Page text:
There are many other spellings of those names that appear in records across this country such as Jesaitis, Josaitis, Yasaitis, Yukenavage, Juknevic, etc. but they are not my direct relatives. The “J” sound in Lithuanian is much like our “Y” sound which explains how customs officials may have misspelled the names upon arrival in this country especially since most of the newcomers were illiterate. The Juknewicz name was probably Polisized or Germanized before immigration and may be a clue to which region the family was from, but maybe not. On the 1889 ship’s manifest, the mother’s last residence was shown as Langenberg, a German city between Lithuania and the port of departure in Bremen, Germany, so the name may have been Germanized while they were there. But she's the only one listed with that residence. The husband, Josas Juchnewicz and their children have "Russia" as last residence so maybe it was a clerical error that linked them to Langenberg. How long they were in Germany before they left for the United States is anybody’s guess. And why "Russia" rather than a city or province in Russia? There is always the possibility they were running, hiding, burning their bridges behind them, figuratively speaking, of course.

 In summary, the names themselves offer few clues to my relatives’ lives in Lithuania. Unless I can find a document linking them to a town or region in that country my research may be stalled. However, I still have hope that on the Jasaitis branch I will find a naturalization record or death certificate which gives me that much-needed clue leading to an old Catholic village church.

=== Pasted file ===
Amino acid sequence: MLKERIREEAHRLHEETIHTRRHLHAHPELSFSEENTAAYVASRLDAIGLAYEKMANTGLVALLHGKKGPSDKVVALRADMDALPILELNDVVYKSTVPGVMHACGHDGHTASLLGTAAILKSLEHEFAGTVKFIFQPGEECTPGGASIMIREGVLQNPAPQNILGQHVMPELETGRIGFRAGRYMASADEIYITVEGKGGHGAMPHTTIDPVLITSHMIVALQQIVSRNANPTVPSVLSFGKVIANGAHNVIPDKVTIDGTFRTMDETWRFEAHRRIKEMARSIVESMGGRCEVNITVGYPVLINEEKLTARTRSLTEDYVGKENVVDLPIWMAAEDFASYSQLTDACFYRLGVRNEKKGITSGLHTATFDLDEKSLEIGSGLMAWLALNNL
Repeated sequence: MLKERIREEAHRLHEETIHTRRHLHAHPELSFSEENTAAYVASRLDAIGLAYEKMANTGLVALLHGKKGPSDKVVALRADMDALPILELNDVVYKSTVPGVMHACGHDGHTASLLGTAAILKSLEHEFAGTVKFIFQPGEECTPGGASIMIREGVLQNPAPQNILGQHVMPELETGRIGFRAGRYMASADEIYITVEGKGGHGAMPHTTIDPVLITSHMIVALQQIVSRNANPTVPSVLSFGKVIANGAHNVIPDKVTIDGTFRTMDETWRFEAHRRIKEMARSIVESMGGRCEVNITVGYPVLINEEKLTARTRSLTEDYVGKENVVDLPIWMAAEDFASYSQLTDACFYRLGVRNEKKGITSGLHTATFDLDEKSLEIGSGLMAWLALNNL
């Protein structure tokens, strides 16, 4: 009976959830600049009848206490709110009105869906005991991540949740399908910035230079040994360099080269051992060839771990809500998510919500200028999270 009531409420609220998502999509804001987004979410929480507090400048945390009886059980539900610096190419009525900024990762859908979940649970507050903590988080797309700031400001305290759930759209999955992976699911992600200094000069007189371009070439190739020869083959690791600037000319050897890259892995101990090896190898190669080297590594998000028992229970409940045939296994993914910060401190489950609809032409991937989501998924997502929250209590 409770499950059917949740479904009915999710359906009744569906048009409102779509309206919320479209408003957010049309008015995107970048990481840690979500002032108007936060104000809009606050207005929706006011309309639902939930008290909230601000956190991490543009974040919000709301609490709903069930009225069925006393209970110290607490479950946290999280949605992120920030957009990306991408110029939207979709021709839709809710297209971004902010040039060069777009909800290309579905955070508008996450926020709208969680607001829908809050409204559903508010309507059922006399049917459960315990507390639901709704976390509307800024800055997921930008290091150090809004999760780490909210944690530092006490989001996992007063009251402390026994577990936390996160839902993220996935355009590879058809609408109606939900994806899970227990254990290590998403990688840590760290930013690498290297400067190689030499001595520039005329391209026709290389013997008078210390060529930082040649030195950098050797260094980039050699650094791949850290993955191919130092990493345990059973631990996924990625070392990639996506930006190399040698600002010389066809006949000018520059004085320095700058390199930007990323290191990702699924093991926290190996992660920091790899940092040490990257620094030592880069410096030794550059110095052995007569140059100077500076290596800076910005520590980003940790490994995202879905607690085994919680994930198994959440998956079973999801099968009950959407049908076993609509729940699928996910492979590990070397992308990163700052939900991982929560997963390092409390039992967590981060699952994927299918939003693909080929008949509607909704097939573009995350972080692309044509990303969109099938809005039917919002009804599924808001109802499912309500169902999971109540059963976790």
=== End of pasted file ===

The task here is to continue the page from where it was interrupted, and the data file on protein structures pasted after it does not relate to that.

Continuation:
Tuesday, October 22, 2013

My Ties to Lithuania

 I always thought our Lithuanian name, Uknavage, was unique, or if not truly unique then surely rare for I've never found anyone other than a family member with that name. Believing that it was unique, I was not prepared for the response I got at the Lithuanian State Historical Archives in Vilnius in 2001 when I asked for help in finding family records.."Oh, that name is very common here, very common," and then she pronounced it just like we do. They spell it differently in Lithuania, Juknevicius with a little mark over the "c", but the pronunciation was right on making me believe she knew what she was talking about. The archivist went on to explain that before any search could be made in Lithuania I should go home and gather together all records of the family in this country, especially ships' manifests, naturalization papers, and birth certificates, anything that might link them to Lithuania and only then submit them to the Archives for help. So that's what I've been doing for over a decade and I've still not found one record that gives the name of the town or region where the Uknavage family lived in Lithuania before emigrating in 1889.